Home values continue to climb.
According to the FHFA Home Price Index, property values rose nationwide in March, marking the sixteenth straight month of home price growth; and thirty-seventh out of 38. Home values are up 5.1% percent since 12 months ago.
Demand for homes is outweighing supply in many U.S. markets; and, today's mortgage rates are so low that they've changed the economics of "Buy vs Rent" for many U.S. households.
Freddie Mac has reported the average 30-year mortgage rate at 3.84% -- the 27th straight week that rates have been sub-4 percent. Buyer purchasing power is on the rise and low- and no-downpayment mortgages remain readily available.
It's an excellent time to be a U.S. home buyer.
The FHFA Home Price Index is a product of the Federal Home Finance Agency (FHFA). It tracks changes in a home's value between subsequent sales. Data is supplied via Fannie Mae and Freddie Mac as part of the mortgage approval process.
The Home Price Index is benchmarked to a value of 100, which is meant to represent the U.S. housing market as it existed in 1991.
In March 2015, the Home Price Index climbed to 221.0 -- its highest reading since September 2007.
September 2007 is in the history of U.S. housing. That month, last decade's housing downturn was fewer than 6 months old and home values had yet to drop in many U.S. markets. Additionally, the Housing and Recovery Act had yet to be created; and the HARP refinance program was still 18 months from its launch.
National home values are now just 1.3 percent below the valuation peak, set in April 2007.
The March Home Price Index shows a housing market in expansion, with home prices growing at a more rapid pace as compared to mid-2014. Demand for homes outpaces the supply of them, and listing prices for home are rising.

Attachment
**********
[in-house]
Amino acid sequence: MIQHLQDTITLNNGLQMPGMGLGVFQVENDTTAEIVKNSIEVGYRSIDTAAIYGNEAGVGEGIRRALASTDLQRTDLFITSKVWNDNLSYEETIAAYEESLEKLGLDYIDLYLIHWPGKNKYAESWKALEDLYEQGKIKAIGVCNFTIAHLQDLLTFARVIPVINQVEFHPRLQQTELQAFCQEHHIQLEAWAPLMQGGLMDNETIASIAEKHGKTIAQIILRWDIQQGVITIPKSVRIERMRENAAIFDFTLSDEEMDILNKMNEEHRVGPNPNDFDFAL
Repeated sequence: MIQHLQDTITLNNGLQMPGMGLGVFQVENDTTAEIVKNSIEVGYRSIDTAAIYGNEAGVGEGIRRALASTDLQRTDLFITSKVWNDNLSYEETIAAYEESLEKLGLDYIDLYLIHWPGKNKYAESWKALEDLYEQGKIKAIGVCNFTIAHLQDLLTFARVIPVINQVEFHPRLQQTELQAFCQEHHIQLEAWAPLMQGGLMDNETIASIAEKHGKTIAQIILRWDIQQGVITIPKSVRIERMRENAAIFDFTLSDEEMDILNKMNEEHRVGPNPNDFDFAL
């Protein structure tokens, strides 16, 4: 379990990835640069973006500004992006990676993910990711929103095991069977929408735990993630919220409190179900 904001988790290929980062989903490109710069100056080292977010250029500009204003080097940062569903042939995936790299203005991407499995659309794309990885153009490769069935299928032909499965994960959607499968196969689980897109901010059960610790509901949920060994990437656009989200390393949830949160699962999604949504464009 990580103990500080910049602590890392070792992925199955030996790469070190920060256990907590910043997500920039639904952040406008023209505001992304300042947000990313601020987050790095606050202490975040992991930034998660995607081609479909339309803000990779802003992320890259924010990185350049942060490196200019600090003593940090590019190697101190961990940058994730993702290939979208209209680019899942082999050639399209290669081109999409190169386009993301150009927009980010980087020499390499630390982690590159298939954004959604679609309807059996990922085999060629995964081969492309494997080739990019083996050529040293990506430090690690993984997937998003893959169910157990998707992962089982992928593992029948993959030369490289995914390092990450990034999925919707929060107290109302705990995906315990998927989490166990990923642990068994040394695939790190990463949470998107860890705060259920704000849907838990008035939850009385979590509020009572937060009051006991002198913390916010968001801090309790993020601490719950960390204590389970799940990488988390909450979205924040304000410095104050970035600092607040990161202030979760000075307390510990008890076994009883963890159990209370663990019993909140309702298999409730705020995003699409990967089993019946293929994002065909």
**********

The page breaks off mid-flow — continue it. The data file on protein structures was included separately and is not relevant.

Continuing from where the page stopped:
Competition for homes remain fierce.
According to the National Association of REALTORS®, 46% of homes for sale are selling in 30 days or fewer. For today's buyers, it's become tough to find great, inexpensively-priced homes.
Thankfully, current mortgage rates are cheap. Freddie Mac's weekly mortgage rate survey puts the 30-year conventional fixed-rate mortgage at 3.84 percent, on average, nationwide.
Lenders now quote mortgage rates and APRs in the mid-3s regularly, and adjustable-rate mortgage rates are as low as the 2s. FHA and VA mortgage rates are even lower.
Low mortgage rates give buyers extra purchasing power and expanded home affordability.
The FHFA's Purchase-Only Home Price Index rose is up 5.1% from one year ago. The index is at its highest point in more than 7 years.
These gains don't apply to all areas equally, however. This is because the government's Home Price Index examines the housing market broadly, and does little to capture the specific buyer-seller activity of any one state, city, or neighborhood.
The Home Price Index does group its findings by region, however, and, on a monthly basis, the East South Central region led all U.S. markets in March, expanding 0.9% from the month prior. New England was the laggard, losing 0.5 percent, on average.
Since last year, home price growth has varied by region:
The New England Region, an area which includes Maine, New Hampshire, Vermont, Massachusetts, Rhode Island, and Connecticut is +2.7 percent since last year -- the slowest rate of growth among the FHFA's 10 tracked regions.
Home values are higher nationwide and U.S. mortgage interest rates are down. Today's low rates help to keep U.S. homes affordable for first-time buyers, repeat buyers, and investors alike.
Low rates can't last forever, though. Get a complimentary mortgage rate quote now. Rates are available for online at no cost, with no social security number required to get started, and with no obligation to proceed.
The information contained on The Mortgage Reports website is for informational purposes only and is not an advertisement for products offered by Full Beaker. The views and opinions expressed herein are those of the author and do not reflect the policy or position of Full Beaker, its officers, parent, or affiliates.
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2015 Conforming, FHA, & VA Loan Limits
Mortgage loan limits for every U.S. county, as published by Fannie Mae & Freddie Mac, the Federal Housing Administration (FHA), and the Department of Veterans Affairs (VA)